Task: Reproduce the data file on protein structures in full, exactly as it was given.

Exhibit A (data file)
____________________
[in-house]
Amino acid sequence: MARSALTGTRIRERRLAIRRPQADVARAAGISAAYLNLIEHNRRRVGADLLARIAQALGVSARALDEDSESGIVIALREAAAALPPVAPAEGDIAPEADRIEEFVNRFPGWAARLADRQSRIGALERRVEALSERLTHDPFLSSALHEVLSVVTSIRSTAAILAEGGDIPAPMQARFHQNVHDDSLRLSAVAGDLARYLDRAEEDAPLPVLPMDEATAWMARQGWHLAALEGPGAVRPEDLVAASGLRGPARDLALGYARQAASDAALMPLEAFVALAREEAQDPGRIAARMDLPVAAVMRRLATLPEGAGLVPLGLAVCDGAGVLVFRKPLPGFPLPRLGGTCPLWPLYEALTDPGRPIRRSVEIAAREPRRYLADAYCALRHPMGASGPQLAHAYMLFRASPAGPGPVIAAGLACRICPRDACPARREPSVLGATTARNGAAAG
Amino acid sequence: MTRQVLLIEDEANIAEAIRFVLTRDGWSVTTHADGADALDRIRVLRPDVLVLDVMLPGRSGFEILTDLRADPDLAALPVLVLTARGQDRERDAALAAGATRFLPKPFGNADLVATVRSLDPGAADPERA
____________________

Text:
[in-house]
Amino acid sequence: MARSALTGTRIRERRLAIRRPQADVARAAGISAAYLNLIEHNRRRVGADLLARIAQALGVSARALDEDSESGIVIALREAAAALPPVAPAEGDIAPEADRIEEFVNRFPGWAARLADRQSRIGALERRVEALSERLTHDPFLSSALHEVLSVVTSIRSTAAILAEGGDIPAPMQARFHQNVHDDSLRLSAVAGDLARYLDRAEEDAPLPVLPMDEATAWMARQGWHLAALEGPGAVRPEDLVAASGLRGPARDLALGYARQAASDAALMPLEAFVALAREEAQDPGRIAARMDLPVAAVMRRLATLPEGAGLVPLGLAVCDGAGVLVFRKPLPGFPLPRLGGTCPLWPLYEALTDPGRPIRRSVEIAAREPRRYLADAYCALRHPMGASGPQLAHAYMLFRASPAGPGPVIAAGLACRICPRDACPARREPSVLGATTARNGAAAG
Amino acid sequence: MTRQVLLIEDEANIAEAIRFVLTRDGWSVTTHADGADALDRIRVLRPDVLVLDVMLPGRSGFEILTDLRADPDLAALPVLVLTARGQDRERDAALAAGATRFLPKPFGNADLVATVRSLDPGAADPERA